North Carolina Democratic Sen. Kay Hagan is trailing her two leading Republican opponents by as much as 7 percentage points, says a poll published Monday by Rasmussen Reports.
Likely voters surveyed show that Thom Tillis, Republican speaker of the state House of Representatives, has gained the biggest lead over Hagan, 47 percent to 40 percent.
Tea party activist Greg Brannon is ahead of Hagan by 4 points, 43 percent to 39 percent.
Hagan, a red-state Democrat, garnered 53 percent of the vote when she was first elected to the Senate in 2008, but her popularity has sharply waned at home because of her support of the Affordable Care Act.
Just 38 percent of North Carolina voters like Obamacare, while 56 percent are against it, according to the phone survey of 500 voters conducted Jan. 22-23. Republicans will hold a May 6 primary to choose their Senate nominee.
Forty-nine percent of voters in the Tar Heel State approve of the job Obama is doing as president, while another 49 percent disapprove, a slightly higher rating than the national average. Hagan did not appear with the president during his visit to the state earlier this month.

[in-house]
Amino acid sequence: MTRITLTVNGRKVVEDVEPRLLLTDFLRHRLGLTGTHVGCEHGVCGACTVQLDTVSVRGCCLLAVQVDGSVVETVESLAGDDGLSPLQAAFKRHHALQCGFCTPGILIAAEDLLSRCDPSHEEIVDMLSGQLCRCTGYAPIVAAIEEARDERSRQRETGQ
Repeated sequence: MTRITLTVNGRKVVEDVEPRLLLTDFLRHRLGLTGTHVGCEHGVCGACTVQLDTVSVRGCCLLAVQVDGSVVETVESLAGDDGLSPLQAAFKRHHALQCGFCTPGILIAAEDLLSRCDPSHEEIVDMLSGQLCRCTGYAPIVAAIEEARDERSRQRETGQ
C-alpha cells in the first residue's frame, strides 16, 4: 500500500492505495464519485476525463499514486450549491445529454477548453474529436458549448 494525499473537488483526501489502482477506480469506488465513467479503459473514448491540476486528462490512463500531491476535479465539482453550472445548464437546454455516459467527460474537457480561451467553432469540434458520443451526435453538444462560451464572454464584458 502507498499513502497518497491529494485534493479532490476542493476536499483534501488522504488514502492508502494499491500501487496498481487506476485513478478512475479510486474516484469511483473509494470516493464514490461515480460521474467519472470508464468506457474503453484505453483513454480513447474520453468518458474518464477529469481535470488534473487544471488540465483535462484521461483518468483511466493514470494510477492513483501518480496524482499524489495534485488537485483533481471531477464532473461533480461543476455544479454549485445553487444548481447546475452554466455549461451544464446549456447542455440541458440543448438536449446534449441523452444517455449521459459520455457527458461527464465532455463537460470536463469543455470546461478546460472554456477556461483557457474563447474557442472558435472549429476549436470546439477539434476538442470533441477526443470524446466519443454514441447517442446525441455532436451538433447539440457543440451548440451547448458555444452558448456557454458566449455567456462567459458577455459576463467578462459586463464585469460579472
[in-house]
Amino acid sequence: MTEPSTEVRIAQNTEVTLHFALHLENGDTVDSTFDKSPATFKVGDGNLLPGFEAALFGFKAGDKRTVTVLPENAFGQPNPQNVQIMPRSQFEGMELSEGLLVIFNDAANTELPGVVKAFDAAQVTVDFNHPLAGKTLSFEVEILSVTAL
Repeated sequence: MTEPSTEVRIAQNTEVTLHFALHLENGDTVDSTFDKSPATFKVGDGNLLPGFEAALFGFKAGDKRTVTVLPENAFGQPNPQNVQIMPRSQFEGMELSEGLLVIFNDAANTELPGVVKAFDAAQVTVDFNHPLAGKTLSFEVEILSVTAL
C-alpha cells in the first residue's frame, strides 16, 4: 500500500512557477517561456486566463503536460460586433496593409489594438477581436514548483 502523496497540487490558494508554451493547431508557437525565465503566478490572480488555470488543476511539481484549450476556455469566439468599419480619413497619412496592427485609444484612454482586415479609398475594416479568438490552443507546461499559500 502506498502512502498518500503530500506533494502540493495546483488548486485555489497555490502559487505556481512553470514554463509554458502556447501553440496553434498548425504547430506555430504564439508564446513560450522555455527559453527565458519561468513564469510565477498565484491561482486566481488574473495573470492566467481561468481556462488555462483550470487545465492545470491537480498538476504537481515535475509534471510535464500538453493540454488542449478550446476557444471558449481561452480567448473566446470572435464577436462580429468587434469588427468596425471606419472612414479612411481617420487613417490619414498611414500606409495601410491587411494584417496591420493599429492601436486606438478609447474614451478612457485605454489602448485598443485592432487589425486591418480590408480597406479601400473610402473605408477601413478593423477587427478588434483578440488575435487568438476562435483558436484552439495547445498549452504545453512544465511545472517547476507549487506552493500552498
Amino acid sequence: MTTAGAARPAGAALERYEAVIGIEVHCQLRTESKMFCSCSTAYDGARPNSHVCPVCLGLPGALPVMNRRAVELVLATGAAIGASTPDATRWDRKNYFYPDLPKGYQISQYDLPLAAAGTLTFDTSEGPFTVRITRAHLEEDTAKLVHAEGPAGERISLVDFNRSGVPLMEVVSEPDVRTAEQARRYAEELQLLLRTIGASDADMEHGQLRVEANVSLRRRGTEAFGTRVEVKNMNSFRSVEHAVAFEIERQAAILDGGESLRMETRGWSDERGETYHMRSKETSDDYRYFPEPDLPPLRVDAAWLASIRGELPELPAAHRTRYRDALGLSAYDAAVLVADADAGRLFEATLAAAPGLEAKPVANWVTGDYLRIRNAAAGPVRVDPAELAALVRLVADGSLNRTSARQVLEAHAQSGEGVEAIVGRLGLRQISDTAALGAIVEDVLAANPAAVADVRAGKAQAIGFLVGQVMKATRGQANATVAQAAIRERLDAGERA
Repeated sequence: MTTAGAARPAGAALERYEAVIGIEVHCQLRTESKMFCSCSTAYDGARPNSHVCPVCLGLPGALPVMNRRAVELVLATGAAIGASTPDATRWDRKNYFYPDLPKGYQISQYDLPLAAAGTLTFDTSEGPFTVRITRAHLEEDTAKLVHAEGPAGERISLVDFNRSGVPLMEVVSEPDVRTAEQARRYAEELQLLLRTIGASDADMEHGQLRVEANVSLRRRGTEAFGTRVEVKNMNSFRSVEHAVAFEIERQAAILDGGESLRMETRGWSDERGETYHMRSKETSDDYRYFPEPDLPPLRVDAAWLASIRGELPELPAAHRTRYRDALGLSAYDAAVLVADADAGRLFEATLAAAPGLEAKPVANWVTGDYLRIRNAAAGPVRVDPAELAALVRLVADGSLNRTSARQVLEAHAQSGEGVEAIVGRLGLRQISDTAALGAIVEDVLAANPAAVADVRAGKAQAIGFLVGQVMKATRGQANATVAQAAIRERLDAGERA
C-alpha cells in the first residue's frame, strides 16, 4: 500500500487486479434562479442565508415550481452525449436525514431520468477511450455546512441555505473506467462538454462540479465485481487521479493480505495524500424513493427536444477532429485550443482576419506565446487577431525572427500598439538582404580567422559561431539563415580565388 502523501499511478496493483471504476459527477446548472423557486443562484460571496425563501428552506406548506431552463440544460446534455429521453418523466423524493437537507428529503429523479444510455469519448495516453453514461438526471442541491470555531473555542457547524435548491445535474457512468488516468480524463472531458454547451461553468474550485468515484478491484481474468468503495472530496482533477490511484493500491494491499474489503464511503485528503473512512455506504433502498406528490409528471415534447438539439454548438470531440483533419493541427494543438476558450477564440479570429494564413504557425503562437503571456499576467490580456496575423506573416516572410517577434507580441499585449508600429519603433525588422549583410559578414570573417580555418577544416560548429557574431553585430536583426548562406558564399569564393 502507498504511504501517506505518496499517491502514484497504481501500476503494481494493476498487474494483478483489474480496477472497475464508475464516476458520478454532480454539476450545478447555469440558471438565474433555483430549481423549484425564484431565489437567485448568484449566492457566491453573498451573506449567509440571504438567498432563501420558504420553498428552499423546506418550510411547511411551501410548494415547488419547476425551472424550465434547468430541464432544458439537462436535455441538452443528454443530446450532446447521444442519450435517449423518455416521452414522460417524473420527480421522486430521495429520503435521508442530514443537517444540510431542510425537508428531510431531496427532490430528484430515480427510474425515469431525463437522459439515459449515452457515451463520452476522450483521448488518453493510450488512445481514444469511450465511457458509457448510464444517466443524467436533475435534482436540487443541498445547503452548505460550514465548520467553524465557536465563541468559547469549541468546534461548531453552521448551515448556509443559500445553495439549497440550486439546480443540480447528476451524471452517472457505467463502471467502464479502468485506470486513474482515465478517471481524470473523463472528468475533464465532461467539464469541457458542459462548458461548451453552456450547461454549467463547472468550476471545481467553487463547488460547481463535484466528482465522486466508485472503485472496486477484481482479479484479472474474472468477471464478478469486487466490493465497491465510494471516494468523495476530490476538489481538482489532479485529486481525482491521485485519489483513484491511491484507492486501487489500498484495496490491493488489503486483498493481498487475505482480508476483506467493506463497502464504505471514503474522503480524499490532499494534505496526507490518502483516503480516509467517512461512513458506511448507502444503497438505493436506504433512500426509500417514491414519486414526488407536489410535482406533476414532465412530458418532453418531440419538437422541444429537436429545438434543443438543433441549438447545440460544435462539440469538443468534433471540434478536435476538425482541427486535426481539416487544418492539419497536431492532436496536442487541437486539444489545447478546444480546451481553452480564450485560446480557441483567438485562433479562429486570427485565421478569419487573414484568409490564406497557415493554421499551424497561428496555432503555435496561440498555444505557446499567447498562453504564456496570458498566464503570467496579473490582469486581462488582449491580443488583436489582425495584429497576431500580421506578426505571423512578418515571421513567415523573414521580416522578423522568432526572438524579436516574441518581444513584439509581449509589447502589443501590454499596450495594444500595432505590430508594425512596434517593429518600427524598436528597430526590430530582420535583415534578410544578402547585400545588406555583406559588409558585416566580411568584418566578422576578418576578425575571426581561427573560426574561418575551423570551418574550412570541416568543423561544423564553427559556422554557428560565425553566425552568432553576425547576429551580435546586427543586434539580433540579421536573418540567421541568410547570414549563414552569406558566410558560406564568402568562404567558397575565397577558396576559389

She cast the deciding vote for Obamacare, and that has been costly
to the last Democrat holding an elected seat in North Carolina.
Her race is considered one of the crucial seats to keep the Senate under Democratic control.
Thirty-six U.S. Senate seats are up this November. Democrats currently have a 53-to-45 majority over Republicans. In addition, two independent senators, Sen. Bernie Sanders of Vermont and Sen. Angus King of Maine, caucus with Democrats. And the vice president, Joe Biden, casts the deciding vote whenever the Senate deadlocks 50-50.
Thus Republicans, at a 55-45 disadvantage, need a net gain of six seats in 2014 to take control of the Senate. The last time there was a swing that large came in 2008, when Democrats scored a net gain of eight seats.
Gaining six seats may sound like a tall order. But for the party in power six years into a presidency, the average net loss in the Senate since 1914 is six seats, according to a Yale University analysis.
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